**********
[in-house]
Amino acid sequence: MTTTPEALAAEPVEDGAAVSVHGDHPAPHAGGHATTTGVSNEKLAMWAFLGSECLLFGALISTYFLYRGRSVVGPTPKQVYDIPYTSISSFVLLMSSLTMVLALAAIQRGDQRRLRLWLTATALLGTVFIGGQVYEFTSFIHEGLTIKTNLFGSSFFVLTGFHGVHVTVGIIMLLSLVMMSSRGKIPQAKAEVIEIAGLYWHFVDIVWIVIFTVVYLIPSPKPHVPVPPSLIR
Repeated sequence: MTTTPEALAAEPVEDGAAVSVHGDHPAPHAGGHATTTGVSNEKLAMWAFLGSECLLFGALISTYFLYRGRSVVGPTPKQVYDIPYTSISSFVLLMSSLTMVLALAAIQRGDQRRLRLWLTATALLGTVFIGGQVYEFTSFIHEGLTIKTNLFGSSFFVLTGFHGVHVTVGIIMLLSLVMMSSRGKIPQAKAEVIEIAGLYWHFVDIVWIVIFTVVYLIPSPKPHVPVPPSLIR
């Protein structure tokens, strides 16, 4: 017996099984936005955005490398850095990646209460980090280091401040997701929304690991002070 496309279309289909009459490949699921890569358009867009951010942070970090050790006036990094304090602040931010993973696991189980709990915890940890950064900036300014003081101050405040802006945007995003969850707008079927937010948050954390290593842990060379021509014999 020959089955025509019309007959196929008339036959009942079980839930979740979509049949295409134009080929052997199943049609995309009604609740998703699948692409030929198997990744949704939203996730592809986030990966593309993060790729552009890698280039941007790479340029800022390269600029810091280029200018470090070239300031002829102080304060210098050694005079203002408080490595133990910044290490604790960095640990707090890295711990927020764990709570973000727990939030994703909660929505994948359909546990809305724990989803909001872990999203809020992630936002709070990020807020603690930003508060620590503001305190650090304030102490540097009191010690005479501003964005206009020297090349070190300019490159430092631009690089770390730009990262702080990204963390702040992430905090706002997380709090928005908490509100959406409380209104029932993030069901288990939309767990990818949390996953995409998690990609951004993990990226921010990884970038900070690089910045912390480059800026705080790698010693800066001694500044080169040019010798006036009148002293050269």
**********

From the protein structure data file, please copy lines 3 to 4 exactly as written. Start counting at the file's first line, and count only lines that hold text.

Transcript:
Repeated sequence: MTTTPEALAAEPVEDGAAVSVHGDHPAPHAGGHATTTGVSNEKLAMWAFLGSECLLFGALISTYFLYRGRSVVGPTPKQVYDIPYTSISSFVLLMSSLTMVLALAAIQRGDQRRLRLWLTATALLGTVFIGGQVYEFTSFIHEGLTIKTNLFGSSFFVLTGFHGVHVTVGIIMLLSLVMMSSRGKIPQAKAEVIEIAGLYWHFVDIVWIVIFTVVYLIPSPKPHVPVPPSLIR
């Protein structure tokens, strides 16, 4: 017996099984936005955005490398850095990646209460980090280091401040997701929304690991002070 496309279309289909009459490949699921890569358009867009951010942070970090050790006036990094304090602040931010993973696991189980709990915890940890950064900036300014003081101050405040802006945007995003969850707008079927937010948050954390290593842990060379021509014999 020959089955025509019309007959196929008339036959009942079980839930979740979509049949295409134009080929052997199943049609995309009604609740998703699948692409030929198997990744949704939203996730592809986030990966593309993060790729552009890698280039941007790479340029800022390269600029810091280029200018470090070239300031002829102080304060210098050694005079203002408080490595133990910044290490604790960095640990707090890295711990927020764990709570973000727990939030994703909660929505994948359909546990809305724990989803909001872990999203809020992630936002709070990020807020603690930003508060620590503001305190650090304030102490540097009191010690005479501003964005206009020297090349070190300019490159430092631009690089770390730009990262702080990204963390702040992430905090706002997380709090928005908490509100959406409380209104029932993030069901288990939309767990990818949390996953995409998690990609951004993990990226921010990884970038900070690089910045912390480059800026705080790698010693800066001694500044080169040019010798006036009148002293050269």